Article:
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 Walter Biggs  (1886 - 1968)

About: Walter Biggs
 

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Lived/Active: New York/Virginia      Known for: magazine illustration, still-life and southern genre painting

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BIOGRAPHY for Walter Biggs
Facts/Data
Birth
1886 (Elliston, Virginia)
 
Death
1968

Lived/Active
New York/Virginia




Often Known For
magazine illustration, still-life and southern genre painting

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This biography from the Archives of AskART:
Born in Elliston, Virginia, Walter Biggs spent his childhood there and became an artist of much pride to his region.   He has been described as representing "the South at its best, both as a gentleman and as an artist who painted the South with sensitive artistry and poetic nostalgia." (Reed 134)  He also became known for his magazine illustrations including for Harper's, Scribner's, Good Housekeeping, and The Ladies' Home Journal, and as a painter, his style and subject matter reflected the AshCan School* of Social Realism*.

He studied at Virginia Polytechnic Institute and then went to New York City where he roomed with George Bellows while studying art at the Chase School* (later named The New York School of Art).  Among his teachers were Edward Penfield, Lucius Hitchcock, Kenneth Hayes Miller and Robert Henri, a special influence on Biggs. Fellow students included future well-known names in American art such as Guy Pene Dubois, Rockwell Kent and W.T. Benda.

Biggs taught at the Grand Central School of Art and the Art Students League*.   In 1963, he was elected to the Society of Illustrators Hall of Fame.  Other memberships included the National Academy of Design*, the American Watercolor Society*, Allied Artists of America* and the Philadelphia Water Color Club.

In 1986, a retrospective exhibition of his work was held at the Roanoke College in Virginia.


Sources include:
Walt Reed, The Illustrator in America 1860-2000
Peter Falk, Who Was Who in American Art

*
For more in-depth information about these terms and others, see AskART.com Glossary http://www.askart.com/AskART/lists/Art_Definition.aspx


Biography from Charleston Renaissance Gallery:
Distinguished by his Southern heritage, Walter Biggs is considered one of the foremost American illustrators.  He was born in Elliston, Virginia, where he spent his youth before moving to the city of Salem when he was ten.  He attended Virginia Polytechnic Institute for one year, but left to study art in New York City. There, he enrolled at the Chase School (later known as the New York School of Art), studying with William Merritt Chase, Robert Henri, Luis Mora, Kenneth Hayes Miller, and Edward Penfield.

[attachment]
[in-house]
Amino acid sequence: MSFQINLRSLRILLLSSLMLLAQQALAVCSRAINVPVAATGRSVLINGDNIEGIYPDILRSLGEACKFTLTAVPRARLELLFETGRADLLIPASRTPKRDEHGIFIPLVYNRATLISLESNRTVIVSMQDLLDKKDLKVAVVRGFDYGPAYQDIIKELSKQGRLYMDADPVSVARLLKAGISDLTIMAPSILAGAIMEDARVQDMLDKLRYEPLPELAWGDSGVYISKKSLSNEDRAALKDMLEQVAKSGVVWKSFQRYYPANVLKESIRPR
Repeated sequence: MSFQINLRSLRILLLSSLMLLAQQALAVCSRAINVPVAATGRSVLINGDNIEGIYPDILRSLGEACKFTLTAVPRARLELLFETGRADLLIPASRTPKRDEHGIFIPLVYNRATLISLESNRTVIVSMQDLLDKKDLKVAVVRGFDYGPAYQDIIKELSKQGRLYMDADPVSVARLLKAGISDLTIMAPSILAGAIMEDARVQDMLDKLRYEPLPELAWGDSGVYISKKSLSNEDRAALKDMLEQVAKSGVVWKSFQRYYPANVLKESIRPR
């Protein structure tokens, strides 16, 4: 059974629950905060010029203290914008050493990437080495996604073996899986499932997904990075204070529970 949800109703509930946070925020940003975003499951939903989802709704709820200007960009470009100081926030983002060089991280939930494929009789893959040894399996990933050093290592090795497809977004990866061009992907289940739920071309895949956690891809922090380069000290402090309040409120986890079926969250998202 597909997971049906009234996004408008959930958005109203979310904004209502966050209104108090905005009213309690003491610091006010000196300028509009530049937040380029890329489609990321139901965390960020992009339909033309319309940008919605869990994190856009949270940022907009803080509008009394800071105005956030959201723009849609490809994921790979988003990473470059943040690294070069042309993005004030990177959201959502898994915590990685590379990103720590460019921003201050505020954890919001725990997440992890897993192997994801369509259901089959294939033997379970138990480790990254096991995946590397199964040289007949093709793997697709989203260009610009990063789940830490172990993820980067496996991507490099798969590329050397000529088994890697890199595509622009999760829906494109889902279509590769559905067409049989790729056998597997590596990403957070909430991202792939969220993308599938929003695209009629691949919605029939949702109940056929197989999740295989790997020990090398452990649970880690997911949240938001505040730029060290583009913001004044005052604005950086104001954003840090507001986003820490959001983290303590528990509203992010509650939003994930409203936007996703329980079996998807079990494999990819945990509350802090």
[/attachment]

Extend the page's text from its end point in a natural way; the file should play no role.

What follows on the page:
While a student, Biggs roomed with George Bellows and was also acquainted with Rockwell Kent and Guy Pène du Bois.  He embraced a loose impressionistic technique and rich colors, but cited Henri as a key influence.  Daunted by the challenge of earning a living as a painter, Biggs decided to pursue illustration as a career and soon met with success.  His colorful illustrations appeared in such popular journals as Harper’s, Redbook, Scribner’s, Good Housekeeping, The Ladies’ Home Journal, McCall’s, Cosmopolitan, and Vogue.

Prodigious in his output, Biggs created numerous illustrations and other pieces for his own pleasure.  He most often worked in watercolor and pursued colloquial Southern subjects, particularly street views.  Biggs’ technical mastery and refined sense of narrative is clearly evident in many scenes, as well as his particular penchant for social realism and for conveying a feeling of the moment, clear evidence of his study with Henri.

Biggs participated in several art organizations, including the American Water Color Society; Philadelphia Water Color Club; Allied Artists of America; Society of Illustrators; National Academy of Design; and Salmagundi Club. He taught at the Grand Central School of Art and Art Students League.  The recipient of numerous awards for his work in watercolor and oil throughout his career, he was nominated to the Society of Illustrators Hall of Fame in 1963.

Biggs returned to Salem in the 1950s, where he lived out the remainder of his life; he maintained a studio in New York into the 1960s, however, and traveled there often. He left most of his work to the city of Salem and to Roanoke College, where he was artist-in-residence for many years.


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